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CHOTW: 1989 Dodge Omni America

1989 Dodge Omni America in Palm Desert, CA, $1,850.

We here at Totally That Stupid hate to think of ourselves as car snobs. We have long said we can rationalize pretty much anything and anyone’s passion. That rationalization is easier if someone is really into their own car. That is, if they love their ride – and can articulate why, even a little bit, possibly through vague grunts or wild gestures – your authors will likely appreciate it, and maybe even empathize, perhaps more than a little.

Nobody has ever loved a pedestrian-grade Dodge Omni as much as this seller loves this Cheap Heap of the Week.

To help prove that point, I offer that this person has broken all the cheap-heap Craigslist rules. There is grammar and punctuation, a bunch of useful information, and a relative lack of gratuitous capitalization. The photography is about 50% good, rather than 100% bad; the seller’s images show good detail, but the focus tends to go punch-drunk. His or her affection is such that, if I were near Palm Desert, California, I might think about donning a mask and taking a gander. Maybe.

The Dodge Omni was more of an international affair than you might think, and its L-platform actually predates the ubiquitous K-platform by three years. Codeveloped with Simca – then the French arm of Chrysler – this small box became the first front-wheel drive car from the American brand, and sold under various Dodge, Plymouth, Chrysler, and Simca-Talbot nameplates (more on that in a moment). Yes, Shelby also got into the game with the GLH, GLH-T, and GLHS models. This is not one of those, but does feature some Shelby-esque details.

Take the Bosch fog lights. And the air dam and side skirts. Even the wheels, with their 5-bolt hubs, which the seller doesn’t actually mention. Those are all GLH+ parts. Not so much the wood stickers and trim down the side. I can’t help but admire the combination, though.

The LED headlights are a little J.C. Whitney for my taste, but that’s an easy fix. I like the dual round mirrors and European license plate, too. The rear hatch has the markings of a spoiler, now lost to time or vandals. One has to wonder what a “NON-functional roof rack” means. As there are “no holes drilled” is it just stuck on with two-sided tape for style points?

But check out those Talbot badges all around the car. After Chrysler’s European operations folded in 1978, Simca’s assets wound up with Peugeot, who continued to build the L-platform under the Talbot Horizon name. Again, this seller’s love shows through. Why else would someone go to the trouble of sourcing those for a U.S.-spec Omni? Not sure where those R badges came from, but they look suspiciously Volkswagen in origin. That actually ties in, albeit peripherally, since certain Omni/Horizon models – though not this one – were powered by water-cooled Volkswagen four-pots.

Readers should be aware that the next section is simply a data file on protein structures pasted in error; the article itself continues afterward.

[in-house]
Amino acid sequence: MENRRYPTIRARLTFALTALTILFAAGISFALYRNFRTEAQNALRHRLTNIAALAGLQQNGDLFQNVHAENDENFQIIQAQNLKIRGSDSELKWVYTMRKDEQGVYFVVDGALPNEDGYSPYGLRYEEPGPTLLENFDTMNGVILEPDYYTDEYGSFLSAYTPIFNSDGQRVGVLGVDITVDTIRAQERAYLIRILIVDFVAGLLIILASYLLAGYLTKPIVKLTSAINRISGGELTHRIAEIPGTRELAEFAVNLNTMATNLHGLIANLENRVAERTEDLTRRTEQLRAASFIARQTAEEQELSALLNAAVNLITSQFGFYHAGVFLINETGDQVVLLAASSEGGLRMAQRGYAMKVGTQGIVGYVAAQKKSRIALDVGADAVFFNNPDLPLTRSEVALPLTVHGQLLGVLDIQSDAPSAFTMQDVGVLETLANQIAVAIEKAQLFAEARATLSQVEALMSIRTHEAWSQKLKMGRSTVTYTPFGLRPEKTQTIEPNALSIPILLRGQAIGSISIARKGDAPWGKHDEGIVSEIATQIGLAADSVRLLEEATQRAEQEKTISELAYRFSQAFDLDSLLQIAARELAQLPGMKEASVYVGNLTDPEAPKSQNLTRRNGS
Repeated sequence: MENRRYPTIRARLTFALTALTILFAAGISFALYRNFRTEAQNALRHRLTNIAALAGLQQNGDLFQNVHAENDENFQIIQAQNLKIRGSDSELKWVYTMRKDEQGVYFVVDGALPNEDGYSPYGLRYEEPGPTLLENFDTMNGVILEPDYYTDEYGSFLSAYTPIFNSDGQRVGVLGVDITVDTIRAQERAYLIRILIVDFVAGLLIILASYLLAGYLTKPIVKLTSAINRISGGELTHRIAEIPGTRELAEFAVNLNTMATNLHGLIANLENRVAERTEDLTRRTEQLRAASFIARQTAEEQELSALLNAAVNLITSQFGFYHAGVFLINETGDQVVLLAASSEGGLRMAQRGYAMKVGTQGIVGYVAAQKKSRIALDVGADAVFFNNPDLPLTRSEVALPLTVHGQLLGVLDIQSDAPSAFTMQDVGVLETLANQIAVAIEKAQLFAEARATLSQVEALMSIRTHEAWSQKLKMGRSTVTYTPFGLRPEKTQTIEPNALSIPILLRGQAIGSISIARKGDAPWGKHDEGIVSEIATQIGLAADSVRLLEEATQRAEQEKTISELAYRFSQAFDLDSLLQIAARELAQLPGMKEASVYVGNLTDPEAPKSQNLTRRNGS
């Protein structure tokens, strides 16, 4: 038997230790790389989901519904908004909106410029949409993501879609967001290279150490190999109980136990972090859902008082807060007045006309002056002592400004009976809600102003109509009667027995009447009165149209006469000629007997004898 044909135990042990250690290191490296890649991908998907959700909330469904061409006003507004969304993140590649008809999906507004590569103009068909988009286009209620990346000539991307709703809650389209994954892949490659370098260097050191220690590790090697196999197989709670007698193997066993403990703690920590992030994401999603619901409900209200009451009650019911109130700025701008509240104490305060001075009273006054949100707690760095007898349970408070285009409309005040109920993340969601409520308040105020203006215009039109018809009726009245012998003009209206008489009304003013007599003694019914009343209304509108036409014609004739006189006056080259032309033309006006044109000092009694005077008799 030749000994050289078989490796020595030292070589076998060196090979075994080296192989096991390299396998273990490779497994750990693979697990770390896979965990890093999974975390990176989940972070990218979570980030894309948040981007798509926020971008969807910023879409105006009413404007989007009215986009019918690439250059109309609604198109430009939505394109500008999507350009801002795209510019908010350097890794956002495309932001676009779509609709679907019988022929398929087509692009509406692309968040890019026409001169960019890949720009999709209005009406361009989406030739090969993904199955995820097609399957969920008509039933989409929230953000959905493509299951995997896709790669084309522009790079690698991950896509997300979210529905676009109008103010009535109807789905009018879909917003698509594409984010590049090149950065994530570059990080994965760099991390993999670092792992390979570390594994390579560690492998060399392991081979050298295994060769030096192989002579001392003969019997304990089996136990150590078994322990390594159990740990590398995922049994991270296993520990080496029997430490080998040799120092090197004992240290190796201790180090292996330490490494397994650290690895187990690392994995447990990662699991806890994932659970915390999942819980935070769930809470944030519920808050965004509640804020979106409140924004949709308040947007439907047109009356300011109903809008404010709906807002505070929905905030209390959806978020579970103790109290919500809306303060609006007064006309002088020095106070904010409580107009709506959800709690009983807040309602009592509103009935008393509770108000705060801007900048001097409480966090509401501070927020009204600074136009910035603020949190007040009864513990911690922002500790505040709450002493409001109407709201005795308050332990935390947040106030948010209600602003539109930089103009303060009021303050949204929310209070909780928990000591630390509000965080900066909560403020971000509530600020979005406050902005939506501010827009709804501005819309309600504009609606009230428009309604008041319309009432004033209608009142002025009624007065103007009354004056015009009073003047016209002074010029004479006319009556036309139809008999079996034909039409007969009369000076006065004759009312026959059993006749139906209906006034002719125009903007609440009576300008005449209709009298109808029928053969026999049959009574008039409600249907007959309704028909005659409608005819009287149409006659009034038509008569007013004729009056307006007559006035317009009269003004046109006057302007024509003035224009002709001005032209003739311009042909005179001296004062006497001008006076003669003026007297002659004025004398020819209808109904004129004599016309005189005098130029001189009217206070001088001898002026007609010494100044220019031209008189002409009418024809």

Inside is a sea of red plastic and velour, not to mention some aftermarket stereo equipment to complement the stock head unit. Full gauges? In an Omni? I am impressed, sir or ma’am! I’ve always thought this steering wheel was very Euro, and 1989 was the last year without a driver’s side airbag. Despite needing a vacuum and maybe a set of factory floor mats (good luck finding those), it all looks very tidy, if somewhat blurry.

Also blurry is the engine, but we can discern a few things. First, the sideways lump should be a 2.2-liter developing 93 horsepower and 122 torques. Power moseys through a five-speed manual gearbox. Second, and as noted by the seller’s description, the air conditioning compressor is newer than everything around it. Third, there seem to be the remains of a strut bar attached to the towers. Oh, and it looks like the car was originally white or silver, too.

The seller is asking $1,850 for this rare gem. I don’t think that’s unreasonable. He or she mentions it came out of Florida and is a 49-state emissions car, so how smog in California would work is beyond me. But it appears to be registered and driven (“6 miles per week to the grocery store”), with California “Press Photographer” plates to boot.

And, really, how many of these non-GLH cars with a stick can there be remaining?

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